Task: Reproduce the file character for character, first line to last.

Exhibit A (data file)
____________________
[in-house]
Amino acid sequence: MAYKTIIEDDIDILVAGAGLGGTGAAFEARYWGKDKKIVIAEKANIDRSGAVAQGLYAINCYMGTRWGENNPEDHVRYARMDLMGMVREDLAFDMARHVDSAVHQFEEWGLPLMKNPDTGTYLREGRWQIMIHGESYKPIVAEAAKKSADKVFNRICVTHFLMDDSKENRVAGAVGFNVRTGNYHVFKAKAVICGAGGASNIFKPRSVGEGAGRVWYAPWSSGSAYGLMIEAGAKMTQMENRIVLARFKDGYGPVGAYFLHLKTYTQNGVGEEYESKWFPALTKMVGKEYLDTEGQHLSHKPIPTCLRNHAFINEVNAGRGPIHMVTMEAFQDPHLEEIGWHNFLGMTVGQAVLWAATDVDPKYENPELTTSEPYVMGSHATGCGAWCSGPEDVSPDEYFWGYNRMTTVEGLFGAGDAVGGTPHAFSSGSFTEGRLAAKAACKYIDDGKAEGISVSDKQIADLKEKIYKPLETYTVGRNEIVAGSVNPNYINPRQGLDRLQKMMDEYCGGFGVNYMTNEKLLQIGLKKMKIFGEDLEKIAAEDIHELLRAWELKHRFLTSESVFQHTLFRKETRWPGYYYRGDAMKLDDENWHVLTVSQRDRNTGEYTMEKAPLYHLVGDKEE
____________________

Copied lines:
[in-house]
Amino acid sequence: MAYKTIIEDDIDILVAGAGLGGTGAAFEARYWGKDKKIVIAEKANIDRSGAVAQGLYAINCYMGTRWGENNPEDHVRYARMDLMGMVREDLAFDMARHVDSAVHQFEEWGLPLMKNPDTGTYLREGRWQIMIHGESYKPIVAEAAKKSADKVFNRICVTHFLMDDSKENRVAGAVGFNVRTGNYHVFKAKAVICGAGGASNIFKPRSVGEGAGRVWYAPWSSGSAYGLMIEAGAKMTQMENRIVLARFKDGYGPVGAYFLHLKTYTQNGVGEEYESKWFPALTKMVGKEYLDTEGQHLSHKPIPTCLRNHAFINEVNAGRGPIHMVTMEAFQDPHLEEIGWHNFLGMTVGQAVLWAATDVDPKYENPELTTSEPYVMGSHATGCGAWCSGPEDVSPDEYFWGYNRMTTVEGLFGAGDAVGGTPHAFSSGSFTEGRLAAKAACKYIDDGKAEGISVSDKQIADLKEKIYKPLETYTVGRNEIVAGSVNPNYINPRQGLDRLQKMMDEYCGGFGVNYMTNEKLLQIGLKKMKIFGEDLEKIAAEDIHELLRAWELKHRFLTSESVFQHTLFRKETRWPGYYYRGDAMKLDDENWHVLTVSQRDRNTGEYTMEKAPLYHLVGDKEE